Redefining the Labyrinth: Track 13

Redefining the Labyrinth was a project I began while teaching at a local Memphis High School. With the current uproar about all that is wrong in the Memphis City Schools, I thought it would be interesting to post the work generated by four high school seniors, who are products of a system that everyone assumes is not capable of developing and producing productive students who can compete in this socioeconomic culture. I edited the book and contributed essays to give the book a shape and form, but it was the work of the students that allowed for the completion of this work. The artwork was completed by the student author DeVarius Fisher and the idea to make the name of each chapter an allusion to a song in Hip-Hop was a collaborative effort. I will post each student essay here on the blog. There is also a Question and Answer section in the book. If you would like to purchase a copy click here.



Featured Artist: Michael R. Walker

Poverty and Crime: The Chicken or The Egg?

How to Create a Stronger Black Economy
There are so many variables involved in creating a stronger black economy that it is very difficult to see it being done in a short period of time. However, in the long haul, we can create a stronger black economy by investing in higher education, becoming land and/or home owners, and investing in and supporting black owned businesses.

Our educational attainment, in most cases, will always determine our ability to create a stronger black economy. It has been noted that only 13% of African Americans are educated beyond a high school education (Infoplease 2006). In today’s economy, having a high school diploma, GED, or even a bachelor’s degree, will not guarantee success. However, it will help us to make better decisions in creating a stronger black economic base. We cannot overstress that “education is the key to success.”
Along with this education, we need mentors or individuals who have risen from one economic status to a higher one who actually know what it is like to be at the bottom of the totem pole. With those individual’s experience, and the higher educational attainments, we can rejuvenate and rebuild the black economy/community to a level where any person would be proud to be a part of it.
Statistics show that 46% of African American’s own their homes (Infoplease 2006), which surprised this writer with such a high percent. Blacks who own homes usually have steady incomes and are more stable in the community. Now, the question becomes: How does homeownership help to create a stronger black economy? The answer to that question is two-fold: When you own a home, you automatically own that land, which in turn means that you’re economic or wealth status is above the normal. In addition to the above, if you have paid for your home or land ½ to ¾ of your installment payments, then you also have a great deal of equity in it. This alone will allow you to borrow capital or receive an equity loan to start a business venture of your own.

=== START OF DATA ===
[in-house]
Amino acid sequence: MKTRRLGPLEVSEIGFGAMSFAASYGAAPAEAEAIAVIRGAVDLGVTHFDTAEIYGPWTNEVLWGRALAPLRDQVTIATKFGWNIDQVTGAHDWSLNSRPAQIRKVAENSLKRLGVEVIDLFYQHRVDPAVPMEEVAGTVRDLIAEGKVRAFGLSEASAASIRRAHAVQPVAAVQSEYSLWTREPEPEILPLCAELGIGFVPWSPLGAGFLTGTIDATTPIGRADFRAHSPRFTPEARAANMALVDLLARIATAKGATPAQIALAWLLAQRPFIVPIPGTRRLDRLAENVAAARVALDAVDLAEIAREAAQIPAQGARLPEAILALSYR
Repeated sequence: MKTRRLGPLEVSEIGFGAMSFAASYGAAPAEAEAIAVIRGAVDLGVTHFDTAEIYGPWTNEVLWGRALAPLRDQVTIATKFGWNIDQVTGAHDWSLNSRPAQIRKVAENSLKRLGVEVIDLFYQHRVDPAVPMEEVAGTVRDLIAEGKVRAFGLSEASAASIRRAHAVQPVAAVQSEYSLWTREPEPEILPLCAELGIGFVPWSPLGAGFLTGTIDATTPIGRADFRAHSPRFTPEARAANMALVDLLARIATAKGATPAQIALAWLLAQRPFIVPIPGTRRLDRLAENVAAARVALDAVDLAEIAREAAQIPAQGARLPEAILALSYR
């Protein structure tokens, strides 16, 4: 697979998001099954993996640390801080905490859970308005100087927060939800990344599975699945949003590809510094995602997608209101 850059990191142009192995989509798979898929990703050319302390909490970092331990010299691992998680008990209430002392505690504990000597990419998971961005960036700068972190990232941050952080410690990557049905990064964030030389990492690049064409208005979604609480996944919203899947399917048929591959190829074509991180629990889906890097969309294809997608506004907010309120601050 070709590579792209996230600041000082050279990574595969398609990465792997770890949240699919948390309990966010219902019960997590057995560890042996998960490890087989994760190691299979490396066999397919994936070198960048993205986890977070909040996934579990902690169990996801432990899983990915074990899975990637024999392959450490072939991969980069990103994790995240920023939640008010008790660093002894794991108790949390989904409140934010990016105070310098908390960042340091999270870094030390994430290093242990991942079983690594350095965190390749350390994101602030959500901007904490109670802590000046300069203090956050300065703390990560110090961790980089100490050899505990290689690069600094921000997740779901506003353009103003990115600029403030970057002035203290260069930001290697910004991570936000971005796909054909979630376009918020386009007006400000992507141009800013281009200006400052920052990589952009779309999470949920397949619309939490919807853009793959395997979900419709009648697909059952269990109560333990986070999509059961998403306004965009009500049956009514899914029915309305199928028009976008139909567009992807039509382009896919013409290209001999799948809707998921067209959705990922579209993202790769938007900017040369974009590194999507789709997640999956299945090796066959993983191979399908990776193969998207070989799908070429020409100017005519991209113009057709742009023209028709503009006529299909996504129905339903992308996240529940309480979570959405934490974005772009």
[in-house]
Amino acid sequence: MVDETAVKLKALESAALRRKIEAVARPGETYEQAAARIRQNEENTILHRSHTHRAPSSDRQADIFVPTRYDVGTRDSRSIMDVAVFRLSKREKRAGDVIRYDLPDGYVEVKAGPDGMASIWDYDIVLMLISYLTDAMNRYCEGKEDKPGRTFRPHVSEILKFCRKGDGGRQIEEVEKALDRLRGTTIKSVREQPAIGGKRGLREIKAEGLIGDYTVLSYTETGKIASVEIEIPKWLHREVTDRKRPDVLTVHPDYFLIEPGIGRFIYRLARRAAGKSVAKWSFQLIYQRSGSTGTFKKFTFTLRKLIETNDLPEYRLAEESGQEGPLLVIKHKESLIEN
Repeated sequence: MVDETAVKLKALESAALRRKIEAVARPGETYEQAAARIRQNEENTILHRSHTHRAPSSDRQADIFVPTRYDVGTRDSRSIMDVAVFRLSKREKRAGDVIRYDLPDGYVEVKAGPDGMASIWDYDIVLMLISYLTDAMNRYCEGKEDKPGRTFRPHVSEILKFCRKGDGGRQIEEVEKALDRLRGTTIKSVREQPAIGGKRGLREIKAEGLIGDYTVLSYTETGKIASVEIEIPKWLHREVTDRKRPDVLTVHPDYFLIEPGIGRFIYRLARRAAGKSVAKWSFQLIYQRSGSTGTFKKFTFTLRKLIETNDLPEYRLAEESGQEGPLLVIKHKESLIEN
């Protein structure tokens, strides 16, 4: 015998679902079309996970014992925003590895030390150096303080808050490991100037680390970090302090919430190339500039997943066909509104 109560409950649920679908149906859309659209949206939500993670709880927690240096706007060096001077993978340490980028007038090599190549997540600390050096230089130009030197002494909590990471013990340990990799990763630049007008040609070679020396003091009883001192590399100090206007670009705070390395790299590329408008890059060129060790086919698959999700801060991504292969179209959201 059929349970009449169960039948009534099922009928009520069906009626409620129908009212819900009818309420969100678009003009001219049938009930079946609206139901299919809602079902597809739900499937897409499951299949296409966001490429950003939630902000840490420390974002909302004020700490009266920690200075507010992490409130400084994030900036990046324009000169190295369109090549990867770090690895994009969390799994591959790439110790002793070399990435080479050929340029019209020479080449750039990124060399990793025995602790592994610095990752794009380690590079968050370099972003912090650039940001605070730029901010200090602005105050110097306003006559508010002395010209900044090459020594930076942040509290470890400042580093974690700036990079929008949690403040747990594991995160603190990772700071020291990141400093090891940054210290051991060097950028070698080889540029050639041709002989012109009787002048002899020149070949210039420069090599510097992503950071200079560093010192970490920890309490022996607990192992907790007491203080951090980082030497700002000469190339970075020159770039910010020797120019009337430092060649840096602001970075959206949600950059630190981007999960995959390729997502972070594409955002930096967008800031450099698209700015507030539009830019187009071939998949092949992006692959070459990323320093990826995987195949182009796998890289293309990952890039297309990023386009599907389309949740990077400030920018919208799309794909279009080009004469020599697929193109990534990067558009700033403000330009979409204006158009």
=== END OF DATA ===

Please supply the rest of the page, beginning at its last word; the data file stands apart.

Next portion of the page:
To complete the long range creation of a stronger black economy, we must invest in and support already existing black owned businesses. The only way the black economy/community will grow to be a financially viable group is that we support each other and diversify the types of business that we start. Whether its Barack Obama or Henry Baines of Joe Blow’s corner store, black people as a whole must wake up and do our duty and support worthy, credible black businesses. Investing in black owned and operated businesses means that money made from consumers and investors is going back into a black economic base. When the money from black businesses is returned to the community, those monies can be used to clean up the community, provide better educational tools and scholarships that guarantee a higher education to deserving students in the community. With that said, one of the most vital aspects of building a stronger black economy is supporting and investing in black owned businesses.
By far, history has shown us that higher education is the major key in building a stronger black economy. Without education, it will be very difficult for us to conceive starting or initiating a business concept that would work towards building a strong black economic base. Higher education would also place us in a position to receive the type of wages that we could after many years of savings, invest in the economic growth of our community. Indeed, having obtained a degree of higher education, with the prevailing wages, would also place us in a position to become home and or land owners. As discussed earlier, home ownership eventually lead to business ownership, thereby building a stronger black economy. Naturally blacks must support these black owned businesses and help them to strive and in turn the businesses owners will hire additional personnel for their establishment. In doing so, all members of the African American community will benefit and prosper. The creation of a stronger black economy is not a simple matter, but it can be done.

Note: Michael Walker attends Tennessee State University. This essay was written when he was a senior in high school. This essay was chosen as a national finalist in the NAACP ACT-SO Competition.